A summary from the Professional Practice team of the main features of the new land and buildings transaction tax

On 1 April 2015, land and buildings transaction tax (LBTT) replaced stamp duty land tax (SDLT) for property transactions in Scotland.

What is LBTT?

LBTT is a tax applied to residential and commercial land and buildings transactions, including commercial acquisitions and leases where a chargeable interest is acquired.

What are the rates?

The LBTT rates for residential and commercial property are different. LBTT is a progressive tax whereby slices of the price are charged at different rates. It has been designed so that the tax is more proportionate to the actual price of the property. 


Purchase price LBTT rate
Up to £145,000 0%
£145,001 to £250,000 2%
£250,001 to £325,000 5%
£325,001 to £750,000 10%
Above£750,000 12%



(including commercial/agricultural)
Purchase price LBTT rate
Up to £150,000 0%
£150,001 to £350,000 3%
Above £350,000 4.5%

In each case if VAT is payable on the price, LBTT is payable on the price plus VAT.

Commercial and agricultural leases

LBTT will be charged on both the rent and any other consideration/premium paid for the lease. This is calculated on the net present value of the rent. An LBTT return will need to be submitted at the beginning of a lease, on a three-yearly basis throughout its duration and again at the end of a lease.

Net present value of rent LBTT rate
Up to £150,000 0%
Above £150,000 1%
Most residential leases will be exempt from LBTT.


Who collects LBTT?

LBTT will be collected by the new Scottish tax authority Revenue Scotland, with support from Registers of Scotland.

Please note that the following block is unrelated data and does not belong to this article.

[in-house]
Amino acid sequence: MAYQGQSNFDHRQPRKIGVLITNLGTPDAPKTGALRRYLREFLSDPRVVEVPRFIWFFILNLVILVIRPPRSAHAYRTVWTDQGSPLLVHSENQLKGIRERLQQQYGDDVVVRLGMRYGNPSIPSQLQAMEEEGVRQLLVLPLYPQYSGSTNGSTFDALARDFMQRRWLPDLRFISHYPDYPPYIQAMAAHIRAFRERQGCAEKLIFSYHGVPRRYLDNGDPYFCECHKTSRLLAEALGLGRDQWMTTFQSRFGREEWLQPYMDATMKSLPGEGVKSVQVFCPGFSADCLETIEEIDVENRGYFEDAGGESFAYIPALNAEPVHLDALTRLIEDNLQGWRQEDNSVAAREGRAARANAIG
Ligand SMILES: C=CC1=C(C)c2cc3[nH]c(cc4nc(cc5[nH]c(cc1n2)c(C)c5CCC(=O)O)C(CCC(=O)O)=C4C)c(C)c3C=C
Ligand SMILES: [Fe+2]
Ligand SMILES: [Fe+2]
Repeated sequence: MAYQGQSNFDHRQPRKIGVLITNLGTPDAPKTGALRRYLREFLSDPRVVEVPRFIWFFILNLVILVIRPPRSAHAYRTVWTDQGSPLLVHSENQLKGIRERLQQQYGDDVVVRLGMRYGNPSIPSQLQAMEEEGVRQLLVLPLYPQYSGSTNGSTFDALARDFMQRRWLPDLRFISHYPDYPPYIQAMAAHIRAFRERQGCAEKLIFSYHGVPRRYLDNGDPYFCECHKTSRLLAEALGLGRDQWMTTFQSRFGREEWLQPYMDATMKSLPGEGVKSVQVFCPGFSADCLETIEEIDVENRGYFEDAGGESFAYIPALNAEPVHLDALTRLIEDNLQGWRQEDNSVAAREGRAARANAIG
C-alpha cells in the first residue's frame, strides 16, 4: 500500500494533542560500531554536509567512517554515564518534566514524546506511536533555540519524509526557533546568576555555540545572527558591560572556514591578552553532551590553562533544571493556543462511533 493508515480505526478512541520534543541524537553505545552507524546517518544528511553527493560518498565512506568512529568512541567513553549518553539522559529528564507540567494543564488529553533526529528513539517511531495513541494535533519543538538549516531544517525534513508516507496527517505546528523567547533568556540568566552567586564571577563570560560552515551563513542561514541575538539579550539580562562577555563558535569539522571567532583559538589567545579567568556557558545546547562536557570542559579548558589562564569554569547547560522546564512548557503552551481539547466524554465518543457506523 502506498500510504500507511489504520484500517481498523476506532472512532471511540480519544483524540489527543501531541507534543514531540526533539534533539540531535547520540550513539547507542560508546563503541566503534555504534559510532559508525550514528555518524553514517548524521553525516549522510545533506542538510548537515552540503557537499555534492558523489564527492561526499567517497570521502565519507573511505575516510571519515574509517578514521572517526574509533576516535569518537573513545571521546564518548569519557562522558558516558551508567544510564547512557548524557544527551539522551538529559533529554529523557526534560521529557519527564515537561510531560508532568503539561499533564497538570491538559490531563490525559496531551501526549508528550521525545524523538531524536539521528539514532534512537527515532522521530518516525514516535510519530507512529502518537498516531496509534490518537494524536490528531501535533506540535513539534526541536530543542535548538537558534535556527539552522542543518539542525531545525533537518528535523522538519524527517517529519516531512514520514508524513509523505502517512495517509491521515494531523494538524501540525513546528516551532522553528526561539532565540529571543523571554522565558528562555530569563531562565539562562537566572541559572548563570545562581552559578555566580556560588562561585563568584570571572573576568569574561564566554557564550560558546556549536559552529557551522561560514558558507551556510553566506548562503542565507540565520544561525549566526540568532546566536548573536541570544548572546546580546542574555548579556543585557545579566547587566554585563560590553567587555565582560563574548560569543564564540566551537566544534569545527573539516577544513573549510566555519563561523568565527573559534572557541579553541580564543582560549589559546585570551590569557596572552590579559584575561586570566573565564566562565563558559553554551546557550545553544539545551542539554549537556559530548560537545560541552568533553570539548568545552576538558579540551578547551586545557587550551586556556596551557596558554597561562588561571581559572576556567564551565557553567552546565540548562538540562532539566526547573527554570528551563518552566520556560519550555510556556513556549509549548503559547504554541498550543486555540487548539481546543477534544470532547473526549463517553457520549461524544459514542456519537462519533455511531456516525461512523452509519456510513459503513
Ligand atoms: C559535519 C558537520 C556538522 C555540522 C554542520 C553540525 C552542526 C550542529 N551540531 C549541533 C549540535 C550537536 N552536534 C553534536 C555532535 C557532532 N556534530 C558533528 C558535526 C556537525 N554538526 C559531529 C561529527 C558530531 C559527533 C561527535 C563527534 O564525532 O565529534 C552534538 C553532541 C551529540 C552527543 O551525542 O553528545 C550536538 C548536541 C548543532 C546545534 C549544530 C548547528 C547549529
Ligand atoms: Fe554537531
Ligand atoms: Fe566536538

What are the differences in practice?

The main difference is that the Keeper of the Registers will not accept an application for registration in the Land Register unless an LBTT return has been submitted and payment of the LBTT due has been made to Revenue Scotland. There is no 30-day period within which to obtain an SDLT 5 equivalent under LBTT. 

How do I submit an LBTT return and pay LBTT?

Solicitors can submit an LBTT return using the Revenue Scotland portal. Revenue Scotland has issued guidance on how to sign up to the portal (www.revenue.scot/land-buildings-transaction-tax/guidance/how-to). The LBTT online system is more user friendly than the SDLT system and asks for less information, which should make the process easier. It is also possible to submit a paper manual return and pay the LBTT by cheque. 




The Author
Alison Mackay is a solicitor with the Professional Practice team at the Law Society of Scotland. This is a follow-up article to that at Journal, September 2013, 38 
Share this article
Add To Favorites